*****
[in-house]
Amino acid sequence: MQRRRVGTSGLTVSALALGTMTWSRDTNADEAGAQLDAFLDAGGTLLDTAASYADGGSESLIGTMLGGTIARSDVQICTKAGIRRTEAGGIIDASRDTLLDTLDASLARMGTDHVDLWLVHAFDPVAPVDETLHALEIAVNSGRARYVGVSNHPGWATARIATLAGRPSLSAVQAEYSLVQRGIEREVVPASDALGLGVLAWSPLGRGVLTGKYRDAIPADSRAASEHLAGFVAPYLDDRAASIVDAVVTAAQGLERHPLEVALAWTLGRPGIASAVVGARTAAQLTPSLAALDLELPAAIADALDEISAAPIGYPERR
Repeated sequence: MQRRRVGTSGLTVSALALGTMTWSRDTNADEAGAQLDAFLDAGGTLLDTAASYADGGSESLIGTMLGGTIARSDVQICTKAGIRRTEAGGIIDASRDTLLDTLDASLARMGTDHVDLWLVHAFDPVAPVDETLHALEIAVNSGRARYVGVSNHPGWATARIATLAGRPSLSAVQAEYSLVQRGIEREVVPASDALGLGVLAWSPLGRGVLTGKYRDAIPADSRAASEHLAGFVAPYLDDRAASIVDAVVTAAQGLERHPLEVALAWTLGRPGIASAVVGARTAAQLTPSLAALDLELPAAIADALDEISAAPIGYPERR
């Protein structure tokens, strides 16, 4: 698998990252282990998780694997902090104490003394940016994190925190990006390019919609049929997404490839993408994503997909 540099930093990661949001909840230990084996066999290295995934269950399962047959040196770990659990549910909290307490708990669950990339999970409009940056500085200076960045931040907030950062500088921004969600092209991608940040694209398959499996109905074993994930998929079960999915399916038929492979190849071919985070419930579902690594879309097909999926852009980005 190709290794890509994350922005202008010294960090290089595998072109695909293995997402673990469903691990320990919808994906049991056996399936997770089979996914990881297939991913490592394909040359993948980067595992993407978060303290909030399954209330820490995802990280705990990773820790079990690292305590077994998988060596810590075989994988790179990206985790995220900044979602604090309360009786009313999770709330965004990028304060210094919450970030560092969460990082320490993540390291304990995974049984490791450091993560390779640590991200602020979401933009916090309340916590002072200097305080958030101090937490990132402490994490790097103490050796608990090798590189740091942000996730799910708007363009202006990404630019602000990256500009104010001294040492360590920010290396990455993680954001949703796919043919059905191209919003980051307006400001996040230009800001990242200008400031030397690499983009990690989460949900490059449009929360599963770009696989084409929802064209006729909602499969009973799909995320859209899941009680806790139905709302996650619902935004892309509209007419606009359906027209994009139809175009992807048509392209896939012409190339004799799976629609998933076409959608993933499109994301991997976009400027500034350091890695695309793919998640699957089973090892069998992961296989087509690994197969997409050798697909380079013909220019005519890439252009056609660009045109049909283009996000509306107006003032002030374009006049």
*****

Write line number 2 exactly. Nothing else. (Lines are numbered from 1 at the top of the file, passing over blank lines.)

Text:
Amino acid sequence: MQRRRVGTSGLTVSALALGTMTWSRDTNADEAGAQLDAFLDAGGTLLDTAASYADGGSESLIGTMLGGTIARSDVQICTKAGIRRTEAGGIIDASRDTLLDTLDASLARMGTDHVDLWLVHAFDPVAPVDETLHALEIAVNSGRARYVGVSNHPGWATARIATLAGRPSLSAVQAEYSLVQRGIEREVVPASDALGLGVLAWSPLGRGVLTGKYRDAIPADSRAASEHLAGFVAPYLDDRAASIVDAVVTAAQGLERHPLEVALAWTLGRPGIASAVVGARTAAQLTPSLAALDLELPAAIADALDEISAAPIGYPERR